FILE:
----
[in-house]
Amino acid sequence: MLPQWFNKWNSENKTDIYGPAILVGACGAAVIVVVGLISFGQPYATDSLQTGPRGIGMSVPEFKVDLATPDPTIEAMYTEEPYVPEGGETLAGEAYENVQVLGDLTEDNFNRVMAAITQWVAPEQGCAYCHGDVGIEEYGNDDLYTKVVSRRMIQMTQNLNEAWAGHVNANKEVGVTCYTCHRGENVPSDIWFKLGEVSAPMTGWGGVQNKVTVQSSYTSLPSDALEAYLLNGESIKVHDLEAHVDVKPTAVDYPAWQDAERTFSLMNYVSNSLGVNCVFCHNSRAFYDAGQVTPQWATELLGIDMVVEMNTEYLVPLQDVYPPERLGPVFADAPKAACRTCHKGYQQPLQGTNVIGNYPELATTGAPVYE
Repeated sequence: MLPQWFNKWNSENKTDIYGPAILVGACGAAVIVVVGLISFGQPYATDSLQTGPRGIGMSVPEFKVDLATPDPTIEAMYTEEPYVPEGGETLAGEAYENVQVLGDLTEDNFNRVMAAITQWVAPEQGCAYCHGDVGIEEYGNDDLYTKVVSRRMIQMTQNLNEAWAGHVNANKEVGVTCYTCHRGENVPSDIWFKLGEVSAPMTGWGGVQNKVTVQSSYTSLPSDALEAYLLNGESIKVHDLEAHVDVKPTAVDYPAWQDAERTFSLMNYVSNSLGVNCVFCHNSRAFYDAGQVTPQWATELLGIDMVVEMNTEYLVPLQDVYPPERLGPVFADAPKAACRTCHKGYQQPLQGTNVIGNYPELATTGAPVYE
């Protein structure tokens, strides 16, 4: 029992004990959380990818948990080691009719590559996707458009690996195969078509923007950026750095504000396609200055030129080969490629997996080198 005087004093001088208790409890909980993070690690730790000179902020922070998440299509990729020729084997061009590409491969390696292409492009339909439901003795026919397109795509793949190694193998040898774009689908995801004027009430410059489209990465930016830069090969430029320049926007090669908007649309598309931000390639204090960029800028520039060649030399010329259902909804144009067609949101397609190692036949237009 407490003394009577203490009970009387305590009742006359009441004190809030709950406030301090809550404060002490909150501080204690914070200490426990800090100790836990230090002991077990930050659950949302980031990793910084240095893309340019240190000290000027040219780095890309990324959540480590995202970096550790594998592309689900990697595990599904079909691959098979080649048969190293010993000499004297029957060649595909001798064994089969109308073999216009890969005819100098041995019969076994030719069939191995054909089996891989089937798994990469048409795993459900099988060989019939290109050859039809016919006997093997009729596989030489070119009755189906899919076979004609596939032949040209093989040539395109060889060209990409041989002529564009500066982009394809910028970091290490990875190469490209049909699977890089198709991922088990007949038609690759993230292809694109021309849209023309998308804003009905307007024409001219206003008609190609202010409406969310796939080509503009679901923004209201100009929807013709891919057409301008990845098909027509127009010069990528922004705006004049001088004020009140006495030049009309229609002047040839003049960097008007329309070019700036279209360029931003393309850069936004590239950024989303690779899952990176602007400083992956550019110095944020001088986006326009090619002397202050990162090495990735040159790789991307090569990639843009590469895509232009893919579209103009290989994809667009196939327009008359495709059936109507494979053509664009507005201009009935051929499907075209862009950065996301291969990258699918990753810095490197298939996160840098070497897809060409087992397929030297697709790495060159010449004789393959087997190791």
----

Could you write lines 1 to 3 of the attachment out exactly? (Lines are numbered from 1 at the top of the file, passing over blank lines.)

[in-house]
Amino acid sequence: MLPQWFNKWNSENKTDIYGPAILVGACGAAVIVVVGLISFGQPYATDSLQTGPRGIGMSVPEFKVDLATPDPTIEAMYTEEPYVPEGGETLAGEAYENVQVLGDLTEDNFNRVMAAITQWVAPEQGCAYCHGDVGIEEYGNDDLYTKVVSRRMIQMTQNLNEAWAGHVNANKEVGVTCYTCHRGENVPSDIWFKLGEVSAPMTGWGGVQNKVTVQSSYTSLPSDALEAYLLNGESIKVHDLEAHVDVKPTAVDYPAWQDAERTFSLMNYVSNSLGVNCVFCHNSRAFYDAGQVTPQWATELLGIDMVVEMNTEYLVPLQDVYPPERLGPVFADAPKAACRTCHKGYQQPLQGTNVIGNYPELATTGAPVYE
Repeated sequence: MLPQWFNKWNSENKTDIYGPAILVGACGAAVIVVVGLISFGQPYATDSLQTGPRGIGMSVPEFKVDLATPDPTIEAMYTEEPYVPEGGETLAGEAYENVQVLGDLTEDNFNRVMAAITQWVAPEQGCAYCHGDVGIEEYGNDDLYTKVVSRRMIQMTQNLNEAWAGHVNANKEVGVTCYTCHRGENVPSDIWFKLGEVSAPMTGWGGVQNKVTVQSSYTSLPSDALEAYLLNGESIKVHDLEAHVDVKPTAVDYPAWQDAERTFSLMNYVSNSLGVNCVFCHNSRAFYDAGQVTPQWATELLGIDMVVEMNTEYLVPLQDVYPPERLGPVFADAPKAACRTCHKGYQQPLQGTNVIGNYPELATTGAPVYE